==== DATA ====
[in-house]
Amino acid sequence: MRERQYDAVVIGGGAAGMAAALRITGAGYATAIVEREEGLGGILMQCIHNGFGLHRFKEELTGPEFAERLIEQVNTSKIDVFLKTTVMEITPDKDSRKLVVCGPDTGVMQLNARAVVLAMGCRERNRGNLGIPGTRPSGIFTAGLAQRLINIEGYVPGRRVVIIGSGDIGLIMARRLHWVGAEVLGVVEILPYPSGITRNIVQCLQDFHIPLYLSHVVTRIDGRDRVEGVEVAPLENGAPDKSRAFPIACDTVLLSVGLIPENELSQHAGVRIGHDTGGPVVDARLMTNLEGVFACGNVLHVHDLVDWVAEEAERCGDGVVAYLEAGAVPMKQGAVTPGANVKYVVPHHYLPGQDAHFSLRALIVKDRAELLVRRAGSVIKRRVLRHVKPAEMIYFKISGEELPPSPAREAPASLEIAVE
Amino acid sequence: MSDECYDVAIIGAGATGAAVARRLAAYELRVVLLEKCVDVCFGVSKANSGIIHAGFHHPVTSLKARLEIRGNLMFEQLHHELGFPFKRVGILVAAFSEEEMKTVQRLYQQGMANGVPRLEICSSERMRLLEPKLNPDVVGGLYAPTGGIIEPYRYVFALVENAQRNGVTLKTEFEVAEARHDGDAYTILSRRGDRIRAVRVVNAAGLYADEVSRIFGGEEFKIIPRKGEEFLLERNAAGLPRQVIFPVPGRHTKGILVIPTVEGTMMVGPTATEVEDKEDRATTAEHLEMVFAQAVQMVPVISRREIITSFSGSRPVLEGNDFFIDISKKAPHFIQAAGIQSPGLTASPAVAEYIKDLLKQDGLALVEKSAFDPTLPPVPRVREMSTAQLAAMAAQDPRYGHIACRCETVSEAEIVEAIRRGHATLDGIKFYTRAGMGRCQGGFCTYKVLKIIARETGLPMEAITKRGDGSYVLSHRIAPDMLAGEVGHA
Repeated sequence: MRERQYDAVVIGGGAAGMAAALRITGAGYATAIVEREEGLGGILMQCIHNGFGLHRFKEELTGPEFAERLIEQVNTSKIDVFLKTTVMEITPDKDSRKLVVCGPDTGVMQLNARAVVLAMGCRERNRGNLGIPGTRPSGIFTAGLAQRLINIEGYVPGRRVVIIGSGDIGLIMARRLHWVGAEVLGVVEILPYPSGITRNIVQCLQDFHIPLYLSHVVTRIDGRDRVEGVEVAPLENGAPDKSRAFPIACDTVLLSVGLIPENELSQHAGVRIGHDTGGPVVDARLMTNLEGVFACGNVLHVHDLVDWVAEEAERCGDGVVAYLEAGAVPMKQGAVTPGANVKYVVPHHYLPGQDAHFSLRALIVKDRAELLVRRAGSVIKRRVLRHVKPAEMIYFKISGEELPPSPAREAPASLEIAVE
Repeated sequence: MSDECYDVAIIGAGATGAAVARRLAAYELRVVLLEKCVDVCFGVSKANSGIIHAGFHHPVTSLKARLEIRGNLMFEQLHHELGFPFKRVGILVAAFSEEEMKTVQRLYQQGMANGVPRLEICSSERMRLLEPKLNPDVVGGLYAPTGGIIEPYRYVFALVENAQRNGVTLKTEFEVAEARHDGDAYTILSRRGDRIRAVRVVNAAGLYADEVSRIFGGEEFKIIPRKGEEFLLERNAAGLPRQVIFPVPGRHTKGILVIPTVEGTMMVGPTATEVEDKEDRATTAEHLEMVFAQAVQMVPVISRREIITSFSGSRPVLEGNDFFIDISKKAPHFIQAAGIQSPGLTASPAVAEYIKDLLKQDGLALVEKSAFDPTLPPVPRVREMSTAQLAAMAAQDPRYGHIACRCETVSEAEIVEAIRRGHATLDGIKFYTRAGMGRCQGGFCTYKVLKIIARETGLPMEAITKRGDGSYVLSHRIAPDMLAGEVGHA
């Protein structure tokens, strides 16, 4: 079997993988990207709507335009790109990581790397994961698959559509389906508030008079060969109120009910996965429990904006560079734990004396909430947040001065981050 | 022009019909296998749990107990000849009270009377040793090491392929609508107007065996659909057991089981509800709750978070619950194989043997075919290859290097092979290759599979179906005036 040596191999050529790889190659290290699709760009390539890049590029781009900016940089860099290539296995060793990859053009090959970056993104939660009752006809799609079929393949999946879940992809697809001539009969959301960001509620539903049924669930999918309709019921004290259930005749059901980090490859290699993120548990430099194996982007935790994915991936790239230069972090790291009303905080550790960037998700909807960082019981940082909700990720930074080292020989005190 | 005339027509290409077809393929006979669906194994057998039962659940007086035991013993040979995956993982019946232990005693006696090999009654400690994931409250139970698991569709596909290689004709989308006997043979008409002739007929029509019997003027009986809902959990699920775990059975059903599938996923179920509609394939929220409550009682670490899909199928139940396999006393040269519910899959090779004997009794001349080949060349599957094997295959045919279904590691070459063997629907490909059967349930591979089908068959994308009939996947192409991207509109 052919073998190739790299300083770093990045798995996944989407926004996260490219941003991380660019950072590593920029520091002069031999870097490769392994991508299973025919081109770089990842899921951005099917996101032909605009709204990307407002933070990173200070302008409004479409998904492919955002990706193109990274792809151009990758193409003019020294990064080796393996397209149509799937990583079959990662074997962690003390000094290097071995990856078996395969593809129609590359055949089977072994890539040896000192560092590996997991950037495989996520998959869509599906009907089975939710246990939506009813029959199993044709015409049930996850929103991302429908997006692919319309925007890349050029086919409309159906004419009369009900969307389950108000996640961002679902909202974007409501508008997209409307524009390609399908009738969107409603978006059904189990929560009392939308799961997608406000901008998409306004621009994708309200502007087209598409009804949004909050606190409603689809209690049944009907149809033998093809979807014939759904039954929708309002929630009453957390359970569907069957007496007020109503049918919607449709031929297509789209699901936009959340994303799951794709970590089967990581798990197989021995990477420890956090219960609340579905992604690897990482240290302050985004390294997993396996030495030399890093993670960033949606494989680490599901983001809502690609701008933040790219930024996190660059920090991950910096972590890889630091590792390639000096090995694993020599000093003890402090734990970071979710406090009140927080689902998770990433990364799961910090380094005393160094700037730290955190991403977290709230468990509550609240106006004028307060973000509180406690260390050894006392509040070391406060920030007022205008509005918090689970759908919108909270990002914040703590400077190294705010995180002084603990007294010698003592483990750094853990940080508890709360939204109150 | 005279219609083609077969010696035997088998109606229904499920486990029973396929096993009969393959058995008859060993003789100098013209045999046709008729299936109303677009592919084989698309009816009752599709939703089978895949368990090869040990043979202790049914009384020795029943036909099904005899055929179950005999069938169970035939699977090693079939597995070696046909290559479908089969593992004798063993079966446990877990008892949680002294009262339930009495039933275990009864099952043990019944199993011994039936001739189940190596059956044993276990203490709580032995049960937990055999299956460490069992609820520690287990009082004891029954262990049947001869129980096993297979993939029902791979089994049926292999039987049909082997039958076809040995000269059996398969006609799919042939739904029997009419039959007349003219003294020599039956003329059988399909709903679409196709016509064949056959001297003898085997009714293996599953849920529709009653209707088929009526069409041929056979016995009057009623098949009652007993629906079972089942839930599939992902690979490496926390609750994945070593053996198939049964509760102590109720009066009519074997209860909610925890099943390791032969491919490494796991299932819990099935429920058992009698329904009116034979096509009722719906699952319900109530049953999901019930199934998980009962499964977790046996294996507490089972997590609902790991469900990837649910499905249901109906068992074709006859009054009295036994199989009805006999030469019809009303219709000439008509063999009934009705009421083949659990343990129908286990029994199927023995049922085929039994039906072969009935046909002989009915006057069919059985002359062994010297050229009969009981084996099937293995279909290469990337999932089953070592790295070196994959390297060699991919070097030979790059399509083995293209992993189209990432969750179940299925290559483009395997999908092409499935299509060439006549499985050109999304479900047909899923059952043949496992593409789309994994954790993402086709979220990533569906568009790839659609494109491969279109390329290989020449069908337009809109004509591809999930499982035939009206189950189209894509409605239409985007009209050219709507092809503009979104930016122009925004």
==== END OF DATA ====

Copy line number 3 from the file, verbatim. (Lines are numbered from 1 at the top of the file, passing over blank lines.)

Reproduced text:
Amino acid sequence: MSDECYDVAIIGAGATGAAVARRLAAYELRVVLLEKCVDVCFGVSKANSGIIHAGFHHPVTSLKARLEIRGNLMFEQLHHELGFPFKRVGILVAAFSEEEMKTVQRLYQQGMANGVPRLEICSSERMRLLEPKLNPDVVGGLYAPTGGIIEPYRYVFALVENAQRNGVTLKTEFEVAEARHDGDAYTILSRRGDRIRAVRVVNAAGLYADEVSRIFGGEEFKIIPRKGEEFLLERNAAGLPRQVIFPVPGRHTKGILVIPTVEGTMMVGPTATEVEDKEDRATTAEHLEMVFAQAVQMVPVISRREIITSFSGSRPVLEGNDFFIDISKKAPHFIQAAGIQSPGLTASPAVAEYIKDLLKQDGLALVEKSAFDPTLPPVPRVREMSTAQLAAMAAQDPRYGHIACRCETVSEAEIVEAIRRGHATLDGIKFYTRAGMGRCQGGFCTYKVLKIIARETGLPMEAITKRGDGSYVLSHRIAPDMLAGEVGHA